The campus that the International Preservation Studies Center was located on can trace its history back to 1852 when a group of Mount Carroll citizens chartered a secondary school and named it the Mount Carroll Seminary. In 1853, the group hired two young ladies from out east as the school's first teachers. Frances Wood and Cinderella Gregory began classes on the second floor of a downtown building three days after their arrival. By 1854, construction had begun on the campus' first building. Later that same year, the townspeople, tired of dealing with financial difficulty, struck a deal with the two ladies, offering to give them clear title of the land for $4,500. The only condition was that they promise to stay for ten years. The teachers agreed, and under their direction the school flourished.
Frances Wood married Henry Shimer in 1857. Many believe it was a marriage of convenience, for shortly after the wedding Henry left for medical school in Chicago, and returned to Mount Carroll only occasionally. Frances continued to be a driving force behind the school for nearly all the rest of her life. She was the school administrator, and Cinderella took charge of the educational responsibilities. Frances designed many additions to the original building. She supervised and worked with the carpenters, doing much of the labor herself. She planted thousands of trees and other plants, making the campus self-sufficient for its produce. Having two women in charge of such an institution was very rare in its day.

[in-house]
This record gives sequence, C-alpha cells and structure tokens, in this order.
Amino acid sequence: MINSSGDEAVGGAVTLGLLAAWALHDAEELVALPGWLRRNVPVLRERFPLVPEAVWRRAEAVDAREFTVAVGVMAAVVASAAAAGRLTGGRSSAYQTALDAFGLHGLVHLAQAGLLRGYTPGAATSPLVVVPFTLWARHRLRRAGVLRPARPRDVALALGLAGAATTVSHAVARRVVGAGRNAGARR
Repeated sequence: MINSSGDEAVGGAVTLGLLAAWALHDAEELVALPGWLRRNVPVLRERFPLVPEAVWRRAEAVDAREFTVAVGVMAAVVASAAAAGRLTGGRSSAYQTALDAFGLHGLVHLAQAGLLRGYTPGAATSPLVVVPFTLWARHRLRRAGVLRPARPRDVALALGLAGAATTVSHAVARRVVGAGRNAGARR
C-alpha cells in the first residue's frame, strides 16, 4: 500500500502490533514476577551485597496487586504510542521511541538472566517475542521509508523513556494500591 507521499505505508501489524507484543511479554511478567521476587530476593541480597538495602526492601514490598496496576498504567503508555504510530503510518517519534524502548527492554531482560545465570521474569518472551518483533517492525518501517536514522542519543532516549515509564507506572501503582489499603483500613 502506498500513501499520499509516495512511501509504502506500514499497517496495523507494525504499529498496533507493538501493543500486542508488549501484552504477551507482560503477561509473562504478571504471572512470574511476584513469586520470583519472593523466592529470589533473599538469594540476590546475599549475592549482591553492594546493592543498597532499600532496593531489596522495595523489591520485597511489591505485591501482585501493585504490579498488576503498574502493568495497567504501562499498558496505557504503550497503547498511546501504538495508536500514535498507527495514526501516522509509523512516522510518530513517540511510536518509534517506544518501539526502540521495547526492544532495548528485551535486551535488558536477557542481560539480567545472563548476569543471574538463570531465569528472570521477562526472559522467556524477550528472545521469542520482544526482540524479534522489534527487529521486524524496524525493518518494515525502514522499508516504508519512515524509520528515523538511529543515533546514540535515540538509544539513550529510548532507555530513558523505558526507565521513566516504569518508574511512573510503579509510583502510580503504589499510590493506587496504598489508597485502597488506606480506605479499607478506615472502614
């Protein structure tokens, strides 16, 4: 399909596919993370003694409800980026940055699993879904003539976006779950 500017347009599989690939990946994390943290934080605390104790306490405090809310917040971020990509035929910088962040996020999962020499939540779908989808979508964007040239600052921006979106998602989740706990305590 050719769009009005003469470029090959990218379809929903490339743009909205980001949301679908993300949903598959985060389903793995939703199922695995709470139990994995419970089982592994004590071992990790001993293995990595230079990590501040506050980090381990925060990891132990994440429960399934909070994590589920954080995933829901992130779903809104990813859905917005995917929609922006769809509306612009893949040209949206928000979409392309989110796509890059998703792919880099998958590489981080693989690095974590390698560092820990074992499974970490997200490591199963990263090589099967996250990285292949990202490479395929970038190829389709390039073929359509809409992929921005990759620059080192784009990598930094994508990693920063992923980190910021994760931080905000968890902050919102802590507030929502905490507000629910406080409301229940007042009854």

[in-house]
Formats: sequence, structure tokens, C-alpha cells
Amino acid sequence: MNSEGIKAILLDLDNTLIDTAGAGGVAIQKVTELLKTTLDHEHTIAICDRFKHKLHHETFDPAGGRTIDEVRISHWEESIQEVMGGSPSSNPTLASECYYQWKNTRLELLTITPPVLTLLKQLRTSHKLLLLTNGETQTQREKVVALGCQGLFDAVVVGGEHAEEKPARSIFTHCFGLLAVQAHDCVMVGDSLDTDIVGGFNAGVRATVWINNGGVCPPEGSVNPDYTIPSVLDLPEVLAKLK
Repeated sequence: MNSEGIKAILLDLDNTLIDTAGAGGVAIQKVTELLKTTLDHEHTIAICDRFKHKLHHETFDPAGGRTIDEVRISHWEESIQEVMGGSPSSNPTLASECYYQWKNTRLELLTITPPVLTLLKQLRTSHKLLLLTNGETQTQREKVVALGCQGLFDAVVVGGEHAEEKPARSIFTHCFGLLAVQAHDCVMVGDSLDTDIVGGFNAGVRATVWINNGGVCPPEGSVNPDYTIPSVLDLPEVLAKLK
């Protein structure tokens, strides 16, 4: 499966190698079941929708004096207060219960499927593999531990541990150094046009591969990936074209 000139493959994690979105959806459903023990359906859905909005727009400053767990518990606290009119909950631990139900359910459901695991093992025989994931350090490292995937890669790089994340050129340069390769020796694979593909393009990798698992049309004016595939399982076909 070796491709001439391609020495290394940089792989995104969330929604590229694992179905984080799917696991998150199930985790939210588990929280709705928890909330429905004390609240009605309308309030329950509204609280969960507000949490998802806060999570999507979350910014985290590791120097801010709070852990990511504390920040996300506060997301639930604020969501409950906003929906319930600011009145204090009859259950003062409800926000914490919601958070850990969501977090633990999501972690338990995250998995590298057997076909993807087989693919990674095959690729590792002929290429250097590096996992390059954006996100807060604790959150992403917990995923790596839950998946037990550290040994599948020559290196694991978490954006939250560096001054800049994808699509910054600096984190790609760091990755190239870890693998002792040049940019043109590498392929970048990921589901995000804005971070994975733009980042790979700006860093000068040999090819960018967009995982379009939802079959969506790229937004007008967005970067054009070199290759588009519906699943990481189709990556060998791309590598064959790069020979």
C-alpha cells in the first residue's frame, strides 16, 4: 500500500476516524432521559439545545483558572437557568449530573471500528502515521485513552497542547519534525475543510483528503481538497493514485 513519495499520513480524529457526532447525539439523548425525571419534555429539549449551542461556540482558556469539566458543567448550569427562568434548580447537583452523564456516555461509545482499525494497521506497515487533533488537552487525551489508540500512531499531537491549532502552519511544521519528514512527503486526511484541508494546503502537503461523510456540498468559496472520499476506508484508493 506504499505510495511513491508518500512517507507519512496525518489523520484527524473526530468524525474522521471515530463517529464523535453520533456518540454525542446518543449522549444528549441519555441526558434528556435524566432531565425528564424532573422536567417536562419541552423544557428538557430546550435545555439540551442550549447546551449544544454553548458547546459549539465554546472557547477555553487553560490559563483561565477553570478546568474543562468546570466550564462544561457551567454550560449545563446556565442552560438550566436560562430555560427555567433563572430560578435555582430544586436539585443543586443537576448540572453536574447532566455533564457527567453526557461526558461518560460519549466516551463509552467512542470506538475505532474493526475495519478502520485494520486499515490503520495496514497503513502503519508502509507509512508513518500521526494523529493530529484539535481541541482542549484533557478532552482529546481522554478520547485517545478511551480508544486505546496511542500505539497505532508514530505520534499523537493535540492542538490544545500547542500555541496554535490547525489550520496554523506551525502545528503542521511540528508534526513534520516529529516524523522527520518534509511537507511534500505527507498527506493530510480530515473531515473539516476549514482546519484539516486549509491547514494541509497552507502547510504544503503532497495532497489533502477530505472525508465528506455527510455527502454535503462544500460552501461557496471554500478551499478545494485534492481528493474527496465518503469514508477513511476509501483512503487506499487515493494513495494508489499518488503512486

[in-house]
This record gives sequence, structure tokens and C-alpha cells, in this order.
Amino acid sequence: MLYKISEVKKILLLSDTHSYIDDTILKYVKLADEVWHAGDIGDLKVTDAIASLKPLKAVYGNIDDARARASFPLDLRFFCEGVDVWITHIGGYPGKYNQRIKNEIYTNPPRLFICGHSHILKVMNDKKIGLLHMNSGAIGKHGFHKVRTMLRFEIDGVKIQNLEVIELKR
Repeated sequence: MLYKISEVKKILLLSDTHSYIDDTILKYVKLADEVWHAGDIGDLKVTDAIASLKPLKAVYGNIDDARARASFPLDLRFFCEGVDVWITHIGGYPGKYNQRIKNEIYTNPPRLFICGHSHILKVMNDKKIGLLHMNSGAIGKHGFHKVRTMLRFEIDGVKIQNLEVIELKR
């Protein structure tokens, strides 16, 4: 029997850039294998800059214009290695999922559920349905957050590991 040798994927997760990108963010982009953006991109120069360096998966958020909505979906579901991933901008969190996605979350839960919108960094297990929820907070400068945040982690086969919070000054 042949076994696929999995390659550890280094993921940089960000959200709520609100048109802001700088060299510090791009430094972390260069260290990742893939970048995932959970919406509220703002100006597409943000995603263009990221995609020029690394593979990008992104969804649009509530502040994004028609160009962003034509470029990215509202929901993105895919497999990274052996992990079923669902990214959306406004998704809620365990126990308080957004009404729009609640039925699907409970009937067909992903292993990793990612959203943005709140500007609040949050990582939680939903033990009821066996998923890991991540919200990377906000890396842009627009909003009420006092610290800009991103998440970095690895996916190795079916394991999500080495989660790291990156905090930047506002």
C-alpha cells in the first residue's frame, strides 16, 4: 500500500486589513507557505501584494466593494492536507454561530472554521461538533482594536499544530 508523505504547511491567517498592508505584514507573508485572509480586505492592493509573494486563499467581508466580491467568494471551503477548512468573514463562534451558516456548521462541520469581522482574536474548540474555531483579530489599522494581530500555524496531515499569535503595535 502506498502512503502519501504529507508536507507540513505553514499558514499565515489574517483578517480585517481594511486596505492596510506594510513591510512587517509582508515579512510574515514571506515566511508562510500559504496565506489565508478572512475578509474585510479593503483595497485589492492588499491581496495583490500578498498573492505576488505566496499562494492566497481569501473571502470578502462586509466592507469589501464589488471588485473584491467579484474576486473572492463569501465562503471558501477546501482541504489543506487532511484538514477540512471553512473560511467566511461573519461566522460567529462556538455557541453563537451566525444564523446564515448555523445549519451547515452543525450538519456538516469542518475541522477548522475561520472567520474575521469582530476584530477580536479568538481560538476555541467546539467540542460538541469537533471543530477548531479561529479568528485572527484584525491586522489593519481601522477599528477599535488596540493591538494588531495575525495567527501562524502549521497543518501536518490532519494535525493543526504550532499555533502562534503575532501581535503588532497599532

In 1870, Cinderella married and sold her share to Frances Shimer. Shimer retired in 1896, after successfully creating an affiliation for Shimer College with the University of Chicago. She died in 1901, and five years later a devastating fire destroyed every part of the Campus that Frances Shimer had known. Only two newly built structures survived.
In the late 1970's Shimer College relocated to Waukegan, Illinois, leaving its Mount Carroll campus for sale to the highest bidder. Fearing the dissolution of the campus as a whole, and the negative impact it may have on the local economy, a group of citizens joined together to purchase the campus and to find a new purpose for it. They successfully kept the campus intact, and soon had plans to start a brand new type of school. They formed The Restoration College Association, led by a local furniture conservator, and in 1980 the new organization offered its first workshops in historic preservation.
The Restoration College Association changed its name to the Campbell Center for Historic Preservation Studies in the mid-1980's. In 1990 the Campbell Center's first paid director began developing comprehensive curriculum that included Collections Care in addition to historic preservation.
Over the past 36 years, the Center has evolved from a small center designed specifically for historic preservation training, to one of the leading training organizations for museum, library, archives, conservation refresher, and historic preservation.
In 2016 the Center changed its name to the International Preservation Studies Center.
The new name reflects the organization's growth over the years, and where it is headed in the future.